Each test provider will have their own requirements, but most want a copy of the child’s diagnosis or a list of accommodations that a neuropsychologist or other professional recommends. Commonly approved accommodations include extra time, a distraction-free environment, and a person to read the test questions (usually the parents).
Which grade level test is appropriate for my child? Some say that we need to use the next higher one for year-end purposes?
It varies test to test, so check with your selected test provider for specific instructions. Many recommend using the current grade-level exam as a mid-year assessment, and the next one up for a year-end assessment. It totally depends, so contact your test provider if you have any questions. If you choose to test at the next higher grade level, you may notice that the exams include topics that your child did not learn. This is a common part of standardized tests. It is how they determine if your child is ahead of grade level in the subject. Even public schools' annual assessment has above grade level questions to determine if students are "above proficient."
Can I administer the test myself at home?
It depends. Some tests require the administrator of the test to have particular qualifications such as a bachelor’s degree or be a neutral third-party adult. Check with your selected test provider for specifics.
The test I prefer requires a proctor. Where do I find one?
Many of the teachers and tutors on the GSHE list also offer proctoring services. Check with your local library, too.
What tests may be appropriate to begin our homeschool journey to determine placement and which grade level materials to use?
Families can use the same assessments for beginning of year grade level determinations that are used for annual assessments. It's optional, not required. If you are using a particular curriculum, many have online placement tests that are specifically for their materials.
What are the requirements for evaluators?
Per the home education statute, an evaluator must hold a current NH teaching certification or one issued by a state with reciprocity, or currently teach in one of NH’s private schools. The law does not limit teachers to grade levels or specialty areas, but both the parents and teachers determine if it is a good “fit” to perform an evaluation for a particular child.
Why does GSHE discourage working with our local public school and teachers?
Most public school officials are not familiar with home education law and are not aware that homeschooling is not required to replicate or resemble public education in any way – the pedagogy, standards, scope/sequence, calendar year, daily schedule, and other norms in a traditional school environment. Also, public school officials may come to expect homeschoolers to share test results or portfolios with them as a routine process, which goes beyond home education law. Home education empowers individualized learning and progress will likely look different for homeschoolers as compared to children in a public-school setting.
How do I find and select an evaluator?
Families are free to use any person who meets NH’s requirements. GSHE has an extensive list of teachers on our website and some are homeschoolers themselves. Before adding anyone to our list of providers, we make sure the individuals are informed about New Hampshire's home education law and requirements. It is up to the families to verify teaching credentials. GSHE also encourages families to have a discussion with potential evaluators, asking them about their teaching experience, background, approach to evaluations, what materials they review, cost, availability, feedback they provide, and other areas of concern.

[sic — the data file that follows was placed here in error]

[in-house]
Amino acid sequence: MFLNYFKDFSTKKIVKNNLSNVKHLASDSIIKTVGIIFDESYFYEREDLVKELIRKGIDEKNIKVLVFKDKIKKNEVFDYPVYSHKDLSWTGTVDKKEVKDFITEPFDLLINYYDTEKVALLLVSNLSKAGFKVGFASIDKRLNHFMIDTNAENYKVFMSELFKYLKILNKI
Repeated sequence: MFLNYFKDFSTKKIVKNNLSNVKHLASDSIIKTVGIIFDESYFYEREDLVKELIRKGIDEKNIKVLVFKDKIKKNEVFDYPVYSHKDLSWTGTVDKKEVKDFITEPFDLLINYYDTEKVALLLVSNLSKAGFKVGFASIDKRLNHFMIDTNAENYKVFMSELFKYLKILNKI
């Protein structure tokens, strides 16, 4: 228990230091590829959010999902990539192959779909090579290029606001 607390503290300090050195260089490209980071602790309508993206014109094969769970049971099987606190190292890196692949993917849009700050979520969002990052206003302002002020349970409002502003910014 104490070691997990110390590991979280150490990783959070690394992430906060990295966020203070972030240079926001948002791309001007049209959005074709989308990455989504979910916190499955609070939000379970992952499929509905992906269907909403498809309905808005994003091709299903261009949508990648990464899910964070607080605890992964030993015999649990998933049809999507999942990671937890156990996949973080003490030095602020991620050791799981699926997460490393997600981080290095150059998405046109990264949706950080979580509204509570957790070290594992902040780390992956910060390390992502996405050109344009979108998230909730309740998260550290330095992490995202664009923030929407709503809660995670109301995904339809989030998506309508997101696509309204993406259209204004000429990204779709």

Is there a particular or official form for evaluations? What kind of feedback should I expect?
Teachers are free to develop their own evaluation form, but we encourage it to reflect the same basic information that is in the initial notification (the child’s name, birth date, address), provide the teacher’s certification information, date of the evaluation, a brief description of what materials were reviewed, and specifically state whether or not the child demonstrated “progress commensurate with age and ability.” The individual teacher is able to give simple or more detailed feedback to the family. This is where he/she can bring their own expertise forward. They may note areas of strength and where improvement is recommended, and make other recommendations for the following academic year. The evaluation is complete once the parent signs it. We have suggestions on our Teacher Evaluators, Tutors & Proctors page.
How is an evaluation done?
Each teacher will have their own process, which is why we recommend families ask about it prior to committing to the evaluation. The teacher will almost certainly review materials in the child’s portfolio, and may ask questions of the parent for clarification or more details. Some might include a discussion with the student, particularly if the child is older and wishes to participate in the process. Some families and teachers prefer in-person evaluations that require dropping off materials for a period of time, while others offer on-line or virtual evaluations. Again, check with the individuals so expectations are clear.
What is the cost?
It will vary greatly depending on the complexity of the review and feedback. Most teachers charge between $25 to $40; some offer multi-child discounts.
If a parent meets the legal requirements, may he/she do their own home ed evaluation for their child?
There is nothing in NH’s home education law to prohibit it, but we encourage families to seek evaluations by a neutral third-party.